November 4th, 2019 | 57 mins 38 secs
antifragility, authoritarian conservatives, buddhism, chris martin, culture, dale carnegie, donald trump, edmund burke, emotions, evergreen state college, greg lukianoff, happiness, heraclitus, heterodox academy, jonathan haidt, karen stenner, laissez-faire conservatives, manichaeism, marcus aurelius, meaning, middlebury college, moral foundations theory, more in common, narrowcasting, nassim nicholas taleb, national review magazine, nicholas rosenkranz, philosophy, polarization, psychology, purpose, reasoning, richard schweder, robert putnam, ronald reagan, social psychology, social science, society, status quo conservatives, stoicism, the coddling of the american mind, the great awokening, the happiness hypothesis, the perception gap, the righteous mind, thomas sowell, well being, wisdom
Does that which doesn’t kill you make you weaker? Should we always follow our emotions? Is life a battle between good people and bad people? And critically, what might the adoption of these three popular, but unwise, ideas be doing to a rising generation of young adults? Jonathan Haidt joins Igor and Charles to discuss the three great untruths of modern life, the nature of antifragility, the 'great awokening,' rising violence on US university campuses, and the origin story of the Heterodox Academy. Igor suggests that diversity can help some projects while hindering others, Jon shares his ultimate conflict-resolving ninja skill, and Charles learns that conservative voters come in radically different shapes and sizes. Welcome to Episode 23.
October 7th, 2019 | 51 mins 46 secs
10% of your brain, abraham lincoln, bias blind spot, carl sagan, clinical psychology, cognitive biases, confirmation bias, daniel kahneman, elizabeth loftus, emily pronin, emotions, epistemic humility, evidence-based medicine, evidence-based practice, happiness, intellectual humility, linus pauling, lucy, mark leary, meaning, nobel prize, philosophy, psychology, purpose, reasoning, richard nisbett, scarlett johansson, seymour epstein, social science, walter mischel, well being, werewolves, wisdom
Patients always receive treatment in agreement with the best scientific evidence available, right? Well, no. Not really. Clinical practitioners seem to suffer from many of the cognitive biases that affect the rest of us, and treatment decisions are often much less science-based that we might like to think. Scott Lilienfeld joins Igor and Charles to discuss evidence-based practice in psychotherapy, the importance of doubting, clinical psychology’s dirty little secret, Scarlett Johansson’s brain, confirmation bias, how science really works, and why people just can’t let go of the idea that a full moon triggers werewolf-style behaviour. Igor reveals he learnt his English from TV detective ‘Columbo’, Scott discusses the fine art of planting seeds of doubt in conversations, and Charles learn from Abraham Lincoln that intellectual humility can ultimately be a path to earned intellectual confidence. Welcome to Episode 22.
September 13th, 2019 | 53 mins 32 secs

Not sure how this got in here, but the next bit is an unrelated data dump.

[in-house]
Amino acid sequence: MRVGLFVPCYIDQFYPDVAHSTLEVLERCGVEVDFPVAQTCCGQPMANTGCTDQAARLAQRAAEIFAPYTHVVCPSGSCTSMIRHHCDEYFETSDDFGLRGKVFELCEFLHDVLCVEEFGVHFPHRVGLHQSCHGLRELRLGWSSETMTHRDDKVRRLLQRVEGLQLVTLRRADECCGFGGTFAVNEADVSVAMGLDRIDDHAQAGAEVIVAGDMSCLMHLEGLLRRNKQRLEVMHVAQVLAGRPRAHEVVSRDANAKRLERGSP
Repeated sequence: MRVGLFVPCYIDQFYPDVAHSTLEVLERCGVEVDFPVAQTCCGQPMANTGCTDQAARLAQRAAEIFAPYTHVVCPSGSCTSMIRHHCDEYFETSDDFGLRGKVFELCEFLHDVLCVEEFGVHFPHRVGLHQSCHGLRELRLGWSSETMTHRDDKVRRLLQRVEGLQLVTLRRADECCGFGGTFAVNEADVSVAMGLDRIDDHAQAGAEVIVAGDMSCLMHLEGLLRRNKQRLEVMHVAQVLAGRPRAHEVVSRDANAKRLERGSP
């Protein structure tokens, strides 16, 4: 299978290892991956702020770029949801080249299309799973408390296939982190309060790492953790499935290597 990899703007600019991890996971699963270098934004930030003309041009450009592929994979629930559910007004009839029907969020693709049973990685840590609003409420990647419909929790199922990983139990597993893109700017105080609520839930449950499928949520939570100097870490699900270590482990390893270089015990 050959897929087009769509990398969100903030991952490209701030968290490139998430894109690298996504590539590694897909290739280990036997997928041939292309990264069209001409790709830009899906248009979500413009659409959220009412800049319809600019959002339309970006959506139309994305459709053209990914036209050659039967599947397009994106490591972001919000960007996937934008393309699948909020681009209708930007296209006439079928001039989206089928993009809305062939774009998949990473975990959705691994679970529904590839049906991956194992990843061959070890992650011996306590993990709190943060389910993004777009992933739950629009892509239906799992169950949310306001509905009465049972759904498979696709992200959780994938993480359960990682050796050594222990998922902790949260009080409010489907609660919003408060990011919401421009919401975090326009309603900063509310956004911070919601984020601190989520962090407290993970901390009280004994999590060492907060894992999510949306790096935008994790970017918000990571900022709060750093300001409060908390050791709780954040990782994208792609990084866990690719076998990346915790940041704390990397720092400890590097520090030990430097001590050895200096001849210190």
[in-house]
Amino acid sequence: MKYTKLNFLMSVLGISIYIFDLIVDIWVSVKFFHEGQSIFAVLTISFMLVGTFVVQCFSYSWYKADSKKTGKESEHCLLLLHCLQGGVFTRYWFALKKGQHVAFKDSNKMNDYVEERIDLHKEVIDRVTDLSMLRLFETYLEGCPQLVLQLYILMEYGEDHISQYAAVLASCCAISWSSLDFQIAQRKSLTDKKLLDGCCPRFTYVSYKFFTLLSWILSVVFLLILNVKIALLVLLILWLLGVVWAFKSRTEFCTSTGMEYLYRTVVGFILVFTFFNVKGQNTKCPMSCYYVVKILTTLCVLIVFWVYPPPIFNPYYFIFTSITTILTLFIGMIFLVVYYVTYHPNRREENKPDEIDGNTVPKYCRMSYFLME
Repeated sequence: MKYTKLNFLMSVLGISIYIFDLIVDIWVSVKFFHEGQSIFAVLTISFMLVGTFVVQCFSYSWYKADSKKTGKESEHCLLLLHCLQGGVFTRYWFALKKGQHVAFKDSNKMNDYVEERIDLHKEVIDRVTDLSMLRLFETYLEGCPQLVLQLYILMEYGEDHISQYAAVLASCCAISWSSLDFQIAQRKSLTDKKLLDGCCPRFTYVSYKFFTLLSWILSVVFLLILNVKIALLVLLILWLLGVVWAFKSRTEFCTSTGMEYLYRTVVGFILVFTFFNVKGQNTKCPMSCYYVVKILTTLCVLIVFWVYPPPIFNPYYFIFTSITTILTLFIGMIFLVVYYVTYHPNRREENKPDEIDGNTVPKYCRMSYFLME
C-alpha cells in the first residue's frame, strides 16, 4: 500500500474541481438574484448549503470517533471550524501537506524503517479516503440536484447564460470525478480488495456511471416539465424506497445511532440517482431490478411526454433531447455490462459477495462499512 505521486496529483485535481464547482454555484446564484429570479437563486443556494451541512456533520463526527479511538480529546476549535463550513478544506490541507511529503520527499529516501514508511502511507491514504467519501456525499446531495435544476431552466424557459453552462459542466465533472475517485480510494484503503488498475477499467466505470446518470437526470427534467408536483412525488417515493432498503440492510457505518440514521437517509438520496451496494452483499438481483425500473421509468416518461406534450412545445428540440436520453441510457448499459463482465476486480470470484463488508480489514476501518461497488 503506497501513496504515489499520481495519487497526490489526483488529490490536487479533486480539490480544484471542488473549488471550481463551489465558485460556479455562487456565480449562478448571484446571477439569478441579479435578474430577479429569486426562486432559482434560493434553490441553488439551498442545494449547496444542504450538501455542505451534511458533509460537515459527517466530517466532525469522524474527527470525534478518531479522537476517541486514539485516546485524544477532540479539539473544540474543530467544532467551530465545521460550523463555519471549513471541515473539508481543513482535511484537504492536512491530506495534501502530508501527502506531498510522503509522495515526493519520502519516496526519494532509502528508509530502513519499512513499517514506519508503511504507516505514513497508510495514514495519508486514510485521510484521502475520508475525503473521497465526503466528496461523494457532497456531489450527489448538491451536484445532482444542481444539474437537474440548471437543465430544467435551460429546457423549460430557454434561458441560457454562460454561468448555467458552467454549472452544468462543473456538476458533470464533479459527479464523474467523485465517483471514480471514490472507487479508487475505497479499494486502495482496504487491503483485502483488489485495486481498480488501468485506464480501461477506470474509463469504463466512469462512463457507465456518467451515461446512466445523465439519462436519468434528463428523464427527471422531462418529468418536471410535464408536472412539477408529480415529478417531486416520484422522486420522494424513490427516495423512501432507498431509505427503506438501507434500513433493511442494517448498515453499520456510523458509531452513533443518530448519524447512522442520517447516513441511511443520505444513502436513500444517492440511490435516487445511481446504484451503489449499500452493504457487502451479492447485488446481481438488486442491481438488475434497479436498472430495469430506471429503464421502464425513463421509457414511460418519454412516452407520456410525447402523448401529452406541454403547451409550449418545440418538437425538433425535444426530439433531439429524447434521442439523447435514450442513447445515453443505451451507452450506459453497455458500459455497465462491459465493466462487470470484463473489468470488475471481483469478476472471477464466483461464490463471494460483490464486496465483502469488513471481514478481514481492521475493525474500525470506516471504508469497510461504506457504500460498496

algorithms, contempt, corrigibility, digital mining, education, emotions, engagement, enlightenment, epistemic humility, experimental philosophy, facebook, happiness, hume, intellectual humility, intellectual modesty, intellectual virtues, kant, machine-learning, meaning, moral virtues, nietzsche, open-mindedness, philosophy, polarization, politics, psychology, purpose, reasoning, social media, social science, socrates, twitter, virtue education, virtues, well being, wisdom
We live in confusing times. Politics is polarizing. Opinions clash on many topics leading to heated discussions. Take environmental change and what to do about it, the best ways to achieve prosperity, or the threats and opportunities of our globalized economy. Are we ready to admit that we often actually don’t understand what’s going on? Mark Alfano joins Igor and Charles to discuss the importance of ‘intellectual humility’ when seeking a more accurate grasp of reality, the perils of poorly designed virtue education programmes, Nietzsche and his take on the intellectual virtues, and the training of machine-learning algorithms to mine our digital footprints for signs of virtuous behaviour. Igor raises concerns that embracing uncertainty may hobble vital action, Mark talks of the dangers of creaking open your social media newsfeed too wide, and Charles learns that fostering contempt for oneself and one’s group may be essential on the path to truth. Welcome to Episode 21.
June 24th, 2018 | 52 mins 50 secs
actor-observer bias, aristotle, culture, person-situation, personality, philosophy, psychology, skinner, social psychology, stanford prison experiment, the big 5, virtues, whole trait theory, wisdom, zimbardo
Do 'wise people' even exist? Do we have 'wise characters' or is our behaviour more influenced by 'wise situations'? And if so, what kinds of situations best support wise behaviour? Eranda Jayawickreme joins Igor and Charles to discuss the classic battle royale of the person-situation debate, whole trait theory and the ever-controversial Stanford Prison experiment. Igor outlines the actor-observer bias and suggests that westerners should be more sympathetic to grumpy waitstaff, Eranda considers the motivations behind blaming bad apples vs bad barrels and the implications for the justice system, and Charles learns that overestimating the robustness of his own virtue can lead to all manner of perilous situations. Welcome to Episode 5.